The assistant secretary urged people to look closely at SB 134 and to speak out against it.
You can view the assistant secretary’s remarks on YouTube.
Learn more about how SB 134 would hurt Ohio on the fight134.org website.
The report includes highlights of MVFHC’s activities and awards, details of our fair housing education and enforcement programs as well as our fair lending/foreclosure prevention program, and data from our new Inclusive Community Fund.
Information about MVFHC’s revenue and expenses as well as our donors and funders is also in the report.
In conjunction with the Greater Dayton Apartment Association, MVFHC is offering one-hour fair housing webinars on the third Thursday of every month in 2015. For more information, visit our GDAA webinar page.
Inclusive Community Fund
MVFHC’s Inclusive Community Fund is working to help residents of ZIP codes 45417 and 45426 with down payment assistance, home repair and rehabilitation, accessibility modifications, home improvement loans, and neighborhood quality of life grants. For more information, visit our ICF page.
Reasonable Modifications and Accommodations
Have questions about what your rights or responsibilities are under the federal Fair Housing Act for persons with disabilities? Now available online in the Services/Reference section are joint statements from the Department of Justice and the Department of Housing and Urban Development that explain reasonable modifications and accommodations.
HomeOwnership Center of Greater Dayton
The Home Ownership Center is a non-profit organization that empowers local residents to achieve and sustain homeownership and financial success. They’ve helped thousands of individuals and families meet their homeownership goals through a variety of services offered at low or no cost.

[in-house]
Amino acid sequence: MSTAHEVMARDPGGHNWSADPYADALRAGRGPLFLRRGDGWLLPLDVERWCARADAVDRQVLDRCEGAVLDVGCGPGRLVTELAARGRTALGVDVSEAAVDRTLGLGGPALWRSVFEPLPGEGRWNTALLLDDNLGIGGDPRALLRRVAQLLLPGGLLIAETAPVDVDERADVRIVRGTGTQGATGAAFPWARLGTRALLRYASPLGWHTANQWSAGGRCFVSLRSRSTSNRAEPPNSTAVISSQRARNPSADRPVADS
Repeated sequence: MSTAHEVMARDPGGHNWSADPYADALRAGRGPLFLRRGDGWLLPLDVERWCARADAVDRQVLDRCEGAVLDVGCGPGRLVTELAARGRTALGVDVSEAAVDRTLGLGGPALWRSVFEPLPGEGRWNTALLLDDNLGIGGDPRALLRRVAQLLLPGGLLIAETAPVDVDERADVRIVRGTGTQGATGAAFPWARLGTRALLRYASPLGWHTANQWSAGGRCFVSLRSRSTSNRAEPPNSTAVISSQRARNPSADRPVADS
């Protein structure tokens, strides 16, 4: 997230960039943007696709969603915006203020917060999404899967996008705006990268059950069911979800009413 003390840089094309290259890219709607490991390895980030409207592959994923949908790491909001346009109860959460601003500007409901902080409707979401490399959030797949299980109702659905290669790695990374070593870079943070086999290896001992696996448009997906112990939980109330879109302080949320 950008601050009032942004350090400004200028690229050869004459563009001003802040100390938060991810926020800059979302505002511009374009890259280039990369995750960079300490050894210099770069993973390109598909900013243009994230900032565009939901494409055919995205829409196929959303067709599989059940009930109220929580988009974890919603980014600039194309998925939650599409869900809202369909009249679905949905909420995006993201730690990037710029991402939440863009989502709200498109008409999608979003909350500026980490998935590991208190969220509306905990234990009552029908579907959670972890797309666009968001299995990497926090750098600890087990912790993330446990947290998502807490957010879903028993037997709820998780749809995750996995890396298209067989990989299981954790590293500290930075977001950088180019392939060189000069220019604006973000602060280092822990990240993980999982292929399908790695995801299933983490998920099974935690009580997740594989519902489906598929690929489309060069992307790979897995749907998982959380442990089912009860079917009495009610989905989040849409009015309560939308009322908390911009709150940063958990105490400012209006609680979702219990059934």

MVFHC provides legal counsel and advice at no cost for foreclosure cases involving residential mortgages.
If you have received a foreclosure complaint, call MVFHC at 937-223-6035.
A Service Animal Policy is now available available online in the Services/Reference section. The policy explains what service animals are and how they are a reasonable accommodation under the Federal Fair Housing Act and also provides practice guidelines for housing providers and for tenants.
Fair Housing Accessibility FIRST is an initiative sponsored by the U.S. Department of Housing and Urban Development (HUD) that promotes compliance with the Fair Housing Act design and construction requirements. Visit www.fairhousingfirst.org for instruction programs and useful online resources.
Energy Star is a joint program of the U.S. Environmental Protection Agency and the U.S. Department of Energy helping us all save money and protect the environment through energy efficient products and practices. To learn how you can save money in your home, visit www.energystar.gov.
Copies of special reports such as Analyses of Impediments to Fair Housing Choice released by local jurisdictions as well as other reports done by MVFHC on zoning and predatory lending are available on the reports page.
Copyright 2003–2015 Miami Valley Fair Housing Center, Inc.